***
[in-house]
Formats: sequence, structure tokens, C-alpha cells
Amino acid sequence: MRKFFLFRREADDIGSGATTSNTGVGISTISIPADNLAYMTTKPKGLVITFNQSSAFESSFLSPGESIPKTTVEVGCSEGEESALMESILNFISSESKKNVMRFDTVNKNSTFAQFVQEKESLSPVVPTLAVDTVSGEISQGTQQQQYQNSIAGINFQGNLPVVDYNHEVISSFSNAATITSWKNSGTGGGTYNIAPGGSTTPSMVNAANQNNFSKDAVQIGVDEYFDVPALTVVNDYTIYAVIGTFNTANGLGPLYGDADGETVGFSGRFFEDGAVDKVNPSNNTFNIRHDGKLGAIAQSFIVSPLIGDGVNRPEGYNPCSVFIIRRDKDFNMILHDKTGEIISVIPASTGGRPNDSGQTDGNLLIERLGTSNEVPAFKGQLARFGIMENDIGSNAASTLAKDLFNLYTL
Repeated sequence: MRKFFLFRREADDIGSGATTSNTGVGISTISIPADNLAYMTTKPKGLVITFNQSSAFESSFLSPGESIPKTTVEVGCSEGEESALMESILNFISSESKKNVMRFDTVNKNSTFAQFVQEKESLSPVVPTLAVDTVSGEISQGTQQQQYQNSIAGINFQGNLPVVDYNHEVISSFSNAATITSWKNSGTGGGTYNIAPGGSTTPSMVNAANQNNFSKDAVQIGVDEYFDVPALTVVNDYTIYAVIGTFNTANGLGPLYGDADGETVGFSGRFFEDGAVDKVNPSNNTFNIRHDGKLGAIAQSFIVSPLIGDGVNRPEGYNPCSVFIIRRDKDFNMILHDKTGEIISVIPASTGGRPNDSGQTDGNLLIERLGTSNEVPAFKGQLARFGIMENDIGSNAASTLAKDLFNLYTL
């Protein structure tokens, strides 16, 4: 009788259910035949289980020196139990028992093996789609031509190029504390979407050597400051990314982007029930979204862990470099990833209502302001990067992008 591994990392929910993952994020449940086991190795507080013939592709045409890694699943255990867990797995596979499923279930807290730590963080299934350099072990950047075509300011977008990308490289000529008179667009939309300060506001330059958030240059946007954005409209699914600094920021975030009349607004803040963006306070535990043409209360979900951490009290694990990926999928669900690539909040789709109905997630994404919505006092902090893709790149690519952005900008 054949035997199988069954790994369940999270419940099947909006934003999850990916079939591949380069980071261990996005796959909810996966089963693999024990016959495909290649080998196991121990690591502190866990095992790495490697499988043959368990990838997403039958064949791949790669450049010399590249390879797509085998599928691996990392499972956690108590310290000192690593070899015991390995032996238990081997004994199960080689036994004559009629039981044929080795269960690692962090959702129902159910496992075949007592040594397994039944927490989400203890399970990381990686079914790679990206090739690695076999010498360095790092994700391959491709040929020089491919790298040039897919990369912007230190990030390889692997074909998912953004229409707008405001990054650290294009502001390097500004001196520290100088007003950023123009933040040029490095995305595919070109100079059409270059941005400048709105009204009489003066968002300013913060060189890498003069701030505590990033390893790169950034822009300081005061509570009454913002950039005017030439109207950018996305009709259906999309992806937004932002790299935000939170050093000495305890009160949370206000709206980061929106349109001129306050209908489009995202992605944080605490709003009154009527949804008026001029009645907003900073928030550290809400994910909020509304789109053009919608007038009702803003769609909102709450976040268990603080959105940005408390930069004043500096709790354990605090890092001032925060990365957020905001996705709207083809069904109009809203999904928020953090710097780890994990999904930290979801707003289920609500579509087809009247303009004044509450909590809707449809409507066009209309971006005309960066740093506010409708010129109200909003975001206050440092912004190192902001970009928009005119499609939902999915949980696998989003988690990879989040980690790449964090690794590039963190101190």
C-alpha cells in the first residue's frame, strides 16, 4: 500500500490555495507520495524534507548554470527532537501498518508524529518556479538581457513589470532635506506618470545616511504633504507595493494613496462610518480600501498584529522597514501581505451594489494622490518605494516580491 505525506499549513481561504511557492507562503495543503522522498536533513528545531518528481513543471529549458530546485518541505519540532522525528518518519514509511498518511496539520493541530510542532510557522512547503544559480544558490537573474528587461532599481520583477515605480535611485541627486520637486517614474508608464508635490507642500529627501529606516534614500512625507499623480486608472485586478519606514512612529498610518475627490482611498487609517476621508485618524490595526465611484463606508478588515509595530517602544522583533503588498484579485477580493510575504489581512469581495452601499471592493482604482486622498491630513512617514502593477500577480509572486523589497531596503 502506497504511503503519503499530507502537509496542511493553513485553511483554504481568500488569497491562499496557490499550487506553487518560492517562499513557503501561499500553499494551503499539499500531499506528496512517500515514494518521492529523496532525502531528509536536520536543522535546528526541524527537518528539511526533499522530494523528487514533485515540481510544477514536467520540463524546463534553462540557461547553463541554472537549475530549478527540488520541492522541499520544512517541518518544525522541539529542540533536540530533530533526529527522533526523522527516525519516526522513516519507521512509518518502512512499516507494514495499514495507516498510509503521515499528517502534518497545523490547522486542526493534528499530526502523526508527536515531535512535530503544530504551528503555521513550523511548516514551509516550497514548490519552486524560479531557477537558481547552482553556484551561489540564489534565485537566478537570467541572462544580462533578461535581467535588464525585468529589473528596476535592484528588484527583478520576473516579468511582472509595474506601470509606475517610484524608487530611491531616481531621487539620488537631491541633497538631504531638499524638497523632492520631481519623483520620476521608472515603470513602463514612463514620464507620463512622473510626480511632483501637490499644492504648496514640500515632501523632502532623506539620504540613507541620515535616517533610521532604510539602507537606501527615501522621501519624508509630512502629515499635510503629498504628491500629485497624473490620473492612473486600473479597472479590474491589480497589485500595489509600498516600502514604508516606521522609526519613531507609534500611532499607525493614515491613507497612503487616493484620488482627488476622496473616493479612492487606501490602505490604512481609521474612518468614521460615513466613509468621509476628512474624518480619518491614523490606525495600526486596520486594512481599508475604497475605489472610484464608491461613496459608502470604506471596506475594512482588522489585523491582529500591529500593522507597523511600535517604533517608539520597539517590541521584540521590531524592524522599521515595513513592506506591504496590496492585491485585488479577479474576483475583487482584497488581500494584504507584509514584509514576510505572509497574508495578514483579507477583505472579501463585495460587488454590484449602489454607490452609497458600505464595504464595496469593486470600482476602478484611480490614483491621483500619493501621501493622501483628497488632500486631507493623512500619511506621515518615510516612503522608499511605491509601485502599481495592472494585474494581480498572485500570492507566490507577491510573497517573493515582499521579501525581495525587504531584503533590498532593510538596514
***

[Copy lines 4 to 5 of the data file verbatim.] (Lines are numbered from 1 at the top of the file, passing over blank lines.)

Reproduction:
Repeated sequence: MRKFFLFRREADDIGSGATTSNTGVGISTISIPADNLAYMTTKPKGLVITFNQSSAFESSFLSPGESIPKTTVEVGCSEGEESALMESILNFISSESKKNVMRFDTVNKNSTFAQFVQEKESLSPVVPTLAVDTVSGEISQGTQQQQYQNSIAGINFQGNLPVVDYNHEVISSFSNAATITSWKNSGTGGGTYNIAPGGSTTPSMVNAANQNNFSKDAVQIGVDEYFDVPALTVVNDYTIYAVIGTFNTANGLGPLYGDADGETVGFSGRFFEDGAVDKVNPSNNTFNIRHDGKLGAIAQSFIVSPLIGDGVNRPEGYNPCSVFIIRRDKDFNMILHDKTGEIISVIPASTGGRPNDSGQTDGNLLIERLGTSNEVPAFKGQLARFGIMENDIGSNAASTLAKDLFNLYTL
């Protein structure tokens, strides 16, 4: 009788259910035949289980020196139990028992093996789609031509190029504390979407050597400051990314982007029930979204862990470099990833209502302001990067992008 591994990392929910993952994020449940086991190795507080013939592709045409890694699943255990867990797995596979499923279930807290730590963080299934350099072990950047075509300011977008990308490289000529008179667009939309300060506001330059958030240059946007954005409209699914600094920021975030009349607004803040963006306070535990043409209360979900951490009290694990990926999928669900690539909040789709109905997630994404919505006092902090893709790149690519952005900008 054949035997199988069954790994369940999270419940099947909006934003999850990916079939591949380069980071261990996005796959909810996966089963693999024990016959495909290649080998196991121990690591502190866990095992790495490697499988043959368990990838997403039958064949791949790669450049010399590249390879797509085998599928691996990392499972956690108590310290000192690593070899015991390995032996238990081997004994199960080689036994004559009629039981044929080795269960690692962090959702129902159910496992075949007592040594397994039944927490989400203890399970990381990686079914790679990206090739690695076999010498360095790092994700391959491709040929020089491919790298040039897919990369912007230190990030390889692997074909998912953004229409707008405001990054650290294009502001390097500004001196520290100088007003950023123009933040040029490095995305595919070109100079059409270059941005400048709105009204009489003066968002300013913060060189890498003069701030505590990033390893790169950034822009300081005061509570009454913002950039005017030439109207950018996305009709259906999309992806937004932002790299935000939170050093000495305890009160949370206000709206980061929106349109001129306050209908489009995202992605944080605490709003009154009527949804008026001029009645907003900073928030550290809400994910909020509304789109053009919608007038009702803003769609909102709450976040268990603080959105940005408390930069004043500096709790354990605090890092001032925060990365957020905001996705709207083809069904109009809203999904928020953090710097780890994990999904930290979801707003289920609500579509087809009247303009004044509450909590809707449809409507066009209309971006005309960066740093506010409708010129109200909003975001206050440092912004190192902001970009928009005119499609939902999915949980696998989003988690990879989040980690790449964090690794590039963190101190």